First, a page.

Missouri Authorities Still Not Moving Forward With Legal Actions against Illegal Slot Machine-Style Games

In light of a recent ruling that categorized the unregulated slot machine-style games of a Kansas-based company as illegal, Missouri officials are still unable to decide how to move forward with policing approximately 14,000 devices situated at bars and gas stations across the state.

A draft letter issued from state liquor regulator to local license holders informed the latter of the ruling announced by a Platte County Circuit Court judge on September 22nd. The letter, however, highlighted the fact that the judgment was not final at the time, as the affected company – Integrity Vending LLC – appealed the court’s ruling.

According to Senate President Pro Tem Dave Schatz, the letter probably was not strong enough. Mr. Schatz explained that he wanted the state of Missouri to provide unlicensed businesses with time to switch off the slot machine-style games before facing more serious measures, such as suspension or even revocation of their liquor licenses. He still explained that the caution of local officials was understandable, considering the possible appeals.

The recent ruling has given the start of a new part of an old debate that has been going on in Jefferson City – whether the companies deploying and operating unlicensed and unregulated gambling devices should be prosecuted for that.

Illegal Slot Machine-Like Games Are Being Offered in Bars and Gas Stations

Shawnee, Kansas-based Integrity Vending LLC is now facing a $10,000 fine after being convicted of promoting illegal gambling services in the first degree, which under the provisions of the existing legislation is categorized as a Class E felony. According to the draft letter, the company could appeal the ruling after it hears the official sentence on November 23rd.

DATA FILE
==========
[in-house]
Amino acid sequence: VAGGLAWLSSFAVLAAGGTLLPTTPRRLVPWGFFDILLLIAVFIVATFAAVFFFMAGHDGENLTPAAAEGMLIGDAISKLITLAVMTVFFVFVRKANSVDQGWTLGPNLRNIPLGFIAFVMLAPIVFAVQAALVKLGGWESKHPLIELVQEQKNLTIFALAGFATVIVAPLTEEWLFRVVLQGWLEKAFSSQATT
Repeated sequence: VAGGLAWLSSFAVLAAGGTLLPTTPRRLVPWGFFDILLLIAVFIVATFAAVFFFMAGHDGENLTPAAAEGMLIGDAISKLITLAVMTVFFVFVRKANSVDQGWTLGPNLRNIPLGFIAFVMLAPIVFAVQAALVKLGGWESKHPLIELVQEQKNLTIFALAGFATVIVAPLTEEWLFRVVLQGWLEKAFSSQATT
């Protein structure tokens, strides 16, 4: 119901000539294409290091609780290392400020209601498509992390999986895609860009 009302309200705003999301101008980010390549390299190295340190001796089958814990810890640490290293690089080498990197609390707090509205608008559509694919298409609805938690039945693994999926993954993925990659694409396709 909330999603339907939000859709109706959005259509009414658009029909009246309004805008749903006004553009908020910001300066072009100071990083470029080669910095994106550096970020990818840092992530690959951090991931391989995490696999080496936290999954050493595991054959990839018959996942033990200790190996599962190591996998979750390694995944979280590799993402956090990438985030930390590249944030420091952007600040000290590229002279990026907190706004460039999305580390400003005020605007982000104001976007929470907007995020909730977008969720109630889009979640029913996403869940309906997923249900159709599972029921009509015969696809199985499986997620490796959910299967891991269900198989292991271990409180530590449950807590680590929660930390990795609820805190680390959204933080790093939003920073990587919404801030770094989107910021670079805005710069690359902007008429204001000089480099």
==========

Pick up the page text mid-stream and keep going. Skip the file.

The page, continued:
The controversial games, which are mostly established in bars and gas stations across the state, offer games that are similar to casino slot machines in which players deposit money with the chance of winning (or, respectively, losing) a prize. However, the games are currently unregulated in the state, which basically means that customers are not protected against possible harm. Apart from that, the state does not receive any tax revenue that is otherwise directed to public education process.

Mr. Schatz has previously revealed he was willing to see the state Department of Public Safety start ceasing the liquor licenses of businesses that are not compliant with the regulatory rules, but if this happens, it is likely to lead to an escalation in the efforts of Missouri’s officials to prosecute the games.

This year’s budget included $150,000 for the investigation of the unlawful devices, with the money being earmarked for the Attorney General’s office that is the one responsible for the enforcement of customer protection laws. The money was withheld in the summer by Missouri’s Governor Mike Parson, with the move temporarily stopping any action. The Governor’s administration has released the funds only recently, but Eric Schmitt, the local Attorney General, still seems to be reluctant to spend it.

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